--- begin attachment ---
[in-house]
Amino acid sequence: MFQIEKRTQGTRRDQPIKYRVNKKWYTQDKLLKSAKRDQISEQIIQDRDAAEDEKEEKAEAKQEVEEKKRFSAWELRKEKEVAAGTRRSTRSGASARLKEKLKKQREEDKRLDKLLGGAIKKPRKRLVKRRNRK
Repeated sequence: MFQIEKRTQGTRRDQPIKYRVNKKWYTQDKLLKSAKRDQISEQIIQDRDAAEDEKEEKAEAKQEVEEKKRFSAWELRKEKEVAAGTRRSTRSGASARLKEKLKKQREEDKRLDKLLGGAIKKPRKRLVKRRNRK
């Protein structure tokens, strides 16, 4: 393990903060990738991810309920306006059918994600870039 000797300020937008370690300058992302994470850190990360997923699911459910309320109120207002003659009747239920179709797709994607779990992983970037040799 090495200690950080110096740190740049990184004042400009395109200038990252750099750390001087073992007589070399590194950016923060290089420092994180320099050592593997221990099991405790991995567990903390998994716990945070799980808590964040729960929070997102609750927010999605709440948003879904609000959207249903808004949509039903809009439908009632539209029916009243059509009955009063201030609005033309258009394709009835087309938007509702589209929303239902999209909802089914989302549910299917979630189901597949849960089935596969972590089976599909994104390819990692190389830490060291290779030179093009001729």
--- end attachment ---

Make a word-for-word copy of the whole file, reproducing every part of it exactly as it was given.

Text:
[in-house]
Amino acid sequence: MFQIEKRTQGTRRDQPIKYRVNKKWYTQDKLLKSAKRDQISEQIIQDRDAAEDEKEEKAEAKQEVEEKKRFSAWELRKEKEVAAGTRRSTRSGASARLKEKLKKQREEDKRLDKLLGGAIKKPRKRLVKRRNRK
Repeated sequence: MFQIEKRTQGTRRDQPIKYRVNKKWYTQDKLLKSAKRDQISEQIIQDRDAAEDEKEEKAEAKQEVEEKKRFSAWELRKEKEVAAGTRRSTRSGASARLKEKLKKQREEDKRLDKLLGGAIKKPRKRLVKRRNRK
């Protein structure tokens, strides 16, 4: 393990903060990738991810309920306006059918994600870039 000797300020937008370690300058992302994470850190990360997923699911459910309320109120207002003659009747239920179709797709994607779990992983970037040799 090495200690950080110096740190740049990184004042400009395109200038990252750099750390001087073992007589070399590194950016923060290089420092994180320099050592593997221990099991405790991995567990903390998994716990945070799980808590964040729960929070997102609750927010999605709440948003879904609000959207249903808004949509039903809009439908009632539209029916009243059509009955009063201030609005033309258009394709009835087309938007509702589209929303239902999209909802089914989302549910299917979630189901597949849960089935596969972590089976599909994104390819990692190389830490060291290779030179093009001729």